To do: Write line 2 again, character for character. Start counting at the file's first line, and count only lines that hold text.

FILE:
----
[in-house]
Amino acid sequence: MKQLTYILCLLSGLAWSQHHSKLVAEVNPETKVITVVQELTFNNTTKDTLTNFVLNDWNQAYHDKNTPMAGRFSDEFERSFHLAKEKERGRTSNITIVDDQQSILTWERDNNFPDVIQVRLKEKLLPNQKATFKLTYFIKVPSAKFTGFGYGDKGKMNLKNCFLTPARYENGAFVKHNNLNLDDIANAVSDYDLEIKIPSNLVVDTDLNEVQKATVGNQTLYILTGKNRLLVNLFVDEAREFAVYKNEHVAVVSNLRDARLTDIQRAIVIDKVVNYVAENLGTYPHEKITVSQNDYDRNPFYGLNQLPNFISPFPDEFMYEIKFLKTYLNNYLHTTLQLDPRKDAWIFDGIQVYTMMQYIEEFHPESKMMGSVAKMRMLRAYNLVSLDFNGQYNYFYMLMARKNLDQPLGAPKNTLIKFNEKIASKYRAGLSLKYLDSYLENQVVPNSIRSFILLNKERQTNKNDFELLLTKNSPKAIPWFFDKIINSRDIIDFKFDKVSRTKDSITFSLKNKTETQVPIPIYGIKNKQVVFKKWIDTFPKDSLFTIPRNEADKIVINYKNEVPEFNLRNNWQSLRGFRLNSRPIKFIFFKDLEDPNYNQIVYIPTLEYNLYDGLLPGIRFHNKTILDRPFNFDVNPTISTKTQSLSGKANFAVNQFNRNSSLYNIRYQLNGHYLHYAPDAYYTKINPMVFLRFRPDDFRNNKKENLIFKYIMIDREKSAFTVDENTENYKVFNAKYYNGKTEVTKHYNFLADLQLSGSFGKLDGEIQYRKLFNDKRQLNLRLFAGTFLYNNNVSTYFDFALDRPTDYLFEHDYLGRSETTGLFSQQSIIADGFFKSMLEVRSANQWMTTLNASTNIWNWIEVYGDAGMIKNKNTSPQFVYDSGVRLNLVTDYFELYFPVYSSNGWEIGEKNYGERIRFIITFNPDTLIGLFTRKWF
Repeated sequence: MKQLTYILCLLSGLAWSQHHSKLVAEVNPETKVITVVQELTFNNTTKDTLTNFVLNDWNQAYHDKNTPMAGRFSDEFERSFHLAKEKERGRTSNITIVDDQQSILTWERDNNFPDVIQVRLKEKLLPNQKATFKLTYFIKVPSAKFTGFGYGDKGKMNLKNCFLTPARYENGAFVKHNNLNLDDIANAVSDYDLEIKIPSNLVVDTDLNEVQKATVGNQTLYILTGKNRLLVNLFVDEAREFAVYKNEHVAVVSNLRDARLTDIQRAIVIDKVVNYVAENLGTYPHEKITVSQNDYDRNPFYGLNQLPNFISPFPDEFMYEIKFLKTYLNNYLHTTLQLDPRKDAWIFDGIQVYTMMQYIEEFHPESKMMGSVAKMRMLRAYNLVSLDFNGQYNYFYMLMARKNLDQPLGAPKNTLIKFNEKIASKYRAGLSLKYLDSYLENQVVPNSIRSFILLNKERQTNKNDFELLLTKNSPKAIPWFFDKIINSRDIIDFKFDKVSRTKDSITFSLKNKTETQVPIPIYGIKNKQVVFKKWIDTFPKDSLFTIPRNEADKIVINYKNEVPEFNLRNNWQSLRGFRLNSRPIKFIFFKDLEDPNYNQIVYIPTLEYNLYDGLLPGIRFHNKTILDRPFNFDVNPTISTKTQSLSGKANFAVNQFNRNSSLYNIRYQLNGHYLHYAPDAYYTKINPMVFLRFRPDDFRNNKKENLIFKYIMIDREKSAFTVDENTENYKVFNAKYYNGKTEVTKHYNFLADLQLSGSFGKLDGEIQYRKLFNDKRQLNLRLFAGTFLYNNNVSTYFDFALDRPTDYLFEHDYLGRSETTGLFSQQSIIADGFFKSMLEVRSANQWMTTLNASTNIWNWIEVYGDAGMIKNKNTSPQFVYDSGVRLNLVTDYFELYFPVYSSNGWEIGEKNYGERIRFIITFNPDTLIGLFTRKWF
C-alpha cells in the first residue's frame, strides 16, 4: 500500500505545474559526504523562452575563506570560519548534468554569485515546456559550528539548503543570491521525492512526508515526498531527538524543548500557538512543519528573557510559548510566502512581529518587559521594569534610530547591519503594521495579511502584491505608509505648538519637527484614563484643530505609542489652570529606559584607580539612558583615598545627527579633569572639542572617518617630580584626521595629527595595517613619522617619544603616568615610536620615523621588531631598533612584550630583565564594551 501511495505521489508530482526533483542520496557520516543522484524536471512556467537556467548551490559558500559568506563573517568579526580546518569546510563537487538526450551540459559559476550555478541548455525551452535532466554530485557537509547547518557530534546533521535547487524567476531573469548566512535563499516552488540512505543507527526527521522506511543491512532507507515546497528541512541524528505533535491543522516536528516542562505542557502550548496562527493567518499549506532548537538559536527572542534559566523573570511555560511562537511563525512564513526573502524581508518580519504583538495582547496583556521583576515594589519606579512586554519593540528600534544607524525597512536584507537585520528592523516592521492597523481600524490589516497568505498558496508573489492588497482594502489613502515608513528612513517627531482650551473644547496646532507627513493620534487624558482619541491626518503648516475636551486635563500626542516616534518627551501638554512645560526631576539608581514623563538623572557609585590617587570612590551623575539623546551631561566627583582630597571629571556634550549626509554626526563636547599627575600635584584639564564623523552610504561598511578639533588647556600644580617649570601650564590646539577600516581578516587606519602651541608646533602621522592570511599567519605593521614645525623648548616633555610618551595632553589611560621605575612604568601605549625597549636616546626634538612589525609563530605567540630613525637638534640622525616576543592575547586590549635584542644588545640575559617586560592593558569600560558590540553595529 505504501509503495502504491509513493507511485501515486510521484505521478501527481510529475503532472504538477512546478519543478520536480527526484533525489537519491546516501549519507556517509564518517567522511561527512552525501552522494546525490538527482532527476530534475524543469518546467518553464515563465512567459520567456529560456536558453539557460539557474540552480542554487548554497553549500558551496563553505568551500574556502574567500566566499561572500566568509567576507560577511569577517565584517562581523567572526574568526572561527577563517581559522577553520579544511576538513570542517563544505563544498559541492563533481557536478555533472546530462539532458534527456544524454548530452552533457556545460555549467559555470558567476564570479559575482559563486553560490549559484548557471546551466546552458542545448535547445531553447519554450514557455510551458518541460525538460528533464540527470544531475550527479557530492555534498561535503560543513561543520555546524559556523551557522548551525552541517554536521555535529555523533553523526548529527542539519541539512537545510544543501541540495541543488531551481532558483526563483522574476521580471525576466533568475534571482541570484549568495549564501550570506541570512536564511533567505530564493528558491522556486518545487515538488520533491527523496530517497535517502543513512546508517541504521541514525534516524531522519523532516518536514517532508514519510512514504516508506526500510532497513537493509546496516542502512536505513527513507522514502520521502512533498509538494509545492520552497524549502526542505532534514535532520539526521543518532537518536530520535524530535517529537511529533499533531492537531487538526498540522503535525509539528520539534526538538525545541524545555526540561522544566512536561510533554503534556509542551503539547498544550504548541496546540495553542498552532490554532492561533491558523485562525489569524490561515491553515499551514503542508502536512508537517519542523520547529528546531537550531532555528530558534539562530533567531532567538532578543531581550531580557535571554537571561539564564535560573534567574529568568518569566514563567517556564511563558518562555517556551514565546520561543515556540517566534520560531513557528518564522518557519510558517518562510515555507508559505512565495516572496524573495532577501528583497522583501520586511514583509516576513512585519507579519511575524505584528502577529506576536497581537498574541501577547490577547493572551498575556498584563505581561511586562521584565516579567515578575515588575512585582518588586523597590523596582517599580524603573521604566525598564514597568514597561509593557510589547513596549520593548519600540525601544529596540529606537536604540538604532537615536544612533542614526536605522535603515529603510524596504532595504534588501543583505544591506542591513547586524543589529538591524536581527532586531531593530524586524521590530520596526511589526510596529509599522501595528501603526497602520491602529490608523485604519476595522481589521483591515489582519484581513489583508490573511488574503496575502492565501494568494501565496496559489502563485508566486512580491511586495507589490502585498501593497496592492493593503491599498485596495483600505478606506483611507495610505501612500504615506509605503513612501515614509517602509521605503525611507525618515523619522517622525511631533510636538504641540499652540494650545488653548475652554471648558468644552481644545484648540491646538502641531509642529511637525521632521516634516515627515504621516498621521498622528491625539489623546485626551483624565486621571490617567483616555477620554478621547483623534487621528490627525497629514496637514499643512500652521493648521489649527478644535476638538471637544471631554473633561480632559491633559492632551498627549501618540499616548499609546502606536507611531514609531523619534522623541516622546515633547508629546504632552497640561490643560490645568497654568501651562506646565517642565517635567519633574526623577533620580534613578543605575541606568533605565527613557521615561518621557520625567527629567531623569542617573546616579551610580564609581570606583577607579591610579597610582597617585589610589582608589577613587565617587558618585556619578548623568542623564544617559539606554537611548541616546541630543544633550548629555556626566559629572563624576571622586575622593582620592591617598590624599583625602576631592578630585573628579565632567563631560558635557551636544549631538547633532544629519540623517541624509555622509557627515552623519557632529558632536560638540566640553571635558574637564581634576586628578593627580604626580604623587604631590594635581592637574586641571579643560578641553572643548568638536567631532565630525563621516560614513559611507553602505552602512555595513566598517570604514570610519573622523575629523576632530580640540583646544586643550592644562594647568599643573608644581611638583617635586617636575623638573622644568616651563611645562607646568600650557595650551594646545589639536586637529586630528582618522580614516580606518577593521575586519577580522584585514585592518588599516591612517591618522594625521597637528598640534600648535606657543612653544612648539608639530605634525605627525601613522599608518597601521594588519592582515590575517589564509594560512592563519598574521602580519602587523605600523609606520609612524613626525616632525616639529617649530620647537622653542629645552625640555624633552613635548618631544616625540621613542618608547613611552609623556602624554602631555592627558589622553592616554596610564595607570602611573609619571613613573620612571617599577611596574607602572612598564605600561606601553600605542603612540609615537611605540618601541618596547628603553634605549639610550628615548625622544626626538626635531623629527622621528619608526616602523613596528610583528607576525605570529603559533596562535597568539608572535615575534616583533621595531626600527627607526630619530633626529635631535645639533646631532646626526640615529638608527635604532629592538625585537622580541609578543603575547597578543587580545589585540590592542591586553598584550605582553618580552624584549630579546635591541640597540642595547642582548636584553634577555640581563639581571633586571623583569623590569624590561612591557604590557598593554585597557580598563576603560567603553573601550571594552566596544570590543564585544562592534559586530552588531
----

Amino acid sequence: MKQLTYILCLLSGLAWSQHHSKLVAEVNPETKVITVVQELTFNNTTKDTLTNFVLNDWNQAYHDKNTPMAGRFSDEFERSFHLAKEKERGRTSNITIVDDQQSILTWERDNNFPDVIQVRLKEKLLPNQKATFKLTYFIKVPSAKFTGFGYGDKGKMNLKNCFLTPARYENGAFVKHNNLNLDDIANAVSDYDLEIKIPSNLVVDTDLNEVQKATVGNQTLYILTGKNRLLVNLFVDEAREFAVYKNEHVAVVSNLRDARLTDIQRAIVIDKVVNYVAENLGTYPHEKITVSQNDYDRNPFYGLNQLPNFISPFPDEFMYEIKFLKTYLNNYLHTTLQLDPRKDAWIFDGIQVYTMMQYIEEFHPESKMMGSVAKMRMLRAYNLVSLDFNGQYNYFYMLMARKNLDQPLGAPKNTLIKFNEKIASKYRAGLSLKYLDSYLENQVVPNSIRSFILLNKERQTNKNDFELLLTKNSPKAIPWFFDKIINSRDIIDFKFDKVSRTKDSITFSLKNKTETQVPIPIYGIKNKQVVFKKWIDTFPKDSLFTIPRNEADKIVINYKNEVPEFNLRNNWQSLRGFRLNSRPIKFIFFKDLEDPNYNQIVYIPTLEYNLYDGLLPGIRFHNKTILDRPFNFDVNPTISTKTQSLSGKANFAVNQFNRNSSLYNIRYQLNGHYLHYAPDAYYTKINPMVFLRFRPDDFRNNKKENLIFKYIMIDREKSAFTVDENTENYKVFNAKYYNGKTEVTKHYNFLADLQLSGSFGKLDGEIQYRKLFNDKRQLNLRLFAGTFLYNNNVSTYFDFALDRPTDYLFEHDYLGRSETTGLFSQQSIIADGFFKSMLEVRSANQWMTTLNASTNIWNWIEVYGDAGMIKNKNTSPQFVYDSGVRLNLVTDYFELYFPVYSSNGWEIGEKNYGERIRFIITFNPDTLIGLFTRKWF